Jim White

  • A bit late for whistle-blowing now

    Who, when they heard Lord Triesman's meltdown in front of the Commons Select Committee yesterday, can have been remotely surprised at what he had to say?

    Widespread corruption at the heart of FIFA's World Cup bidding process? Blimey, next they'll be telling us, with all due solemnity, that the Prime Minister is a bit of a toff, his deputy is suffering with something of an image issue and Princess Beatrice won't be invited on board as chief consultant for London Fashion Week.

    Of course the process is corrupt. If it was one based on logic, reason and a careful consideration of the alternatives

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  • Going looks good for Fergie-Jose final

    Sir Alex Ferguson was at Cheltenham on Friday, watching his horse What A Friend in action.

    His nag may be the Wolves of the Gold Cup, but Fergie appears to be enjoying the opportunity to play the owner, mixing with race men, swapping tips, getting away from the fraught soap opera that is the Premier League.

    How thrilled he must have been, then, to see a growing knot of pressmen gathering at the one entrance to the owners' bar where he was calming his pre-race nerves.

    The Sky cameras were there, the radio mics, the reporters' notebooks, all seeking comment not on the going (good to soft), not

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  • Too rich to cheat

    I interviewed Robbie Savage this week, ahead of his retirement from football tomorrow afternoon. Just like his radio persona, he proved engaging company: opinionated, lively, open.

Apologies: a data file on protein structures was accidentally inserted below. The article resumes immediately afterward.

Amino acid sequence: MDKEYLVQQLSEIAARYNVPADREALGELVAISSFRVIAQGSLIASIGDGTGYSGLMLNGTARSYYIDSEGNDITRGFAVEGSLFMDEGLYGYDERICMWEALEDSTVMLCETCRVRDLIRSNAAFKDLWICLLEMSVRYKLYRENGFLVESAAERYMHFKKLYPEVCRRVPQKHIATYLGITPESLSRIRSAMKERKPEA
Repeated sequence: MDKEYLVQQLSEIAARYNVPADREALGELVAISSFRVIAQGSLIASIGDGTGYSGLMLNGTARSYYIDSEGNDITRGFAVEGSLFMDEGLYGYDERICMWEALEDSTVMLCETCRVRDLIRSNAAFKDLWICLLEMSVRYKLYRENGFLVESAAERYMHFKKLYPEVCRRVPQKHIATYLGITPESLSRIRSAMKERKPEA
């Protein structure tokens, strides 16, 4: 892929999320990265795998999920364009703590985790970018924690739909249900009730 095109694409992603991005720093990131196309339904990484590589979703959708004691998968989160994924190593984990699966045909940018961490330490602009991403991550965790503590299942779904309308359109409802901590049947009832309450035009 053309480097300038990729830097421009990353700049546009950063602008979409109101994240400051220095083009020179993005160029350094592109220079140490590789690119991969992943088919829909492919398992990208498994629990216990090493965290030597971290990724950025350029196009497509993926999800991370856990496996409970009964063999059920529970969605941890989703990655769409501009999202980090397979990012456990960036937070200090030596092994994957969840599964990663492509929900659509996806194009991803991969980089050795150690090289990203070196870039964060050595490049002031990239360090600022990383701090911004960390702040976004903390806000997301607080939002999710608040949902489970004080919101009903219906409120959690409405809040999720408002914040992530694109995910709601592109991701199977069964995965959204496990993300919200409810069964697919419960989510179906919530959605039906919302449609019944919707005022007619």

Great bloke he might be, but even Savage himself admits he was not a great player. Sure, he did not accrue over 650 appearances by being without merit. But he accepts it is his media profile which has latterly given him the attention his playing alone would never have delivered. A character within the game, the Championship's pantomime villain, he never turned out for a top four club, his Premier League career one

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  • Parker heading for an unhappy first

    Well, that's a result. After what it describes as its closest poll in years, the Football Writers' Association has announced that Scott Parker has been voted Footballer of the Year. Apparently he just sneaked past Gareth Bale - already crowned the PFA Player of the Year - on the ballot's finish line.

    Personally, my choice was Nemanja Vidic, on the simple grounds that he has given this year some of the most compelling defensive performances I have seen. But the truth is defenders don't win awards. Organising the back four, chivvying the full backs, putting your foot, head, whatever part of

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  • The week Mourinho jumped the shark

    The question of the moment is this: do we want him here? Jose Mourinho has been making noises all season that he sees his future in the Premier League; it is, he says, his natural home.

    For some time, the suggestion has been that he is ear-marked as Sir Alex Ferguson's successor at Manchester United, whenever it is the great man decides to step down. The only manager with an ego sufficient not to be daunted by such a succession, unlike those who would prefer to wait for someone else to wilt in Ferguson's lingering shadow before taking control, he would have no problem sitting himself in the

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  • United can still click when it counts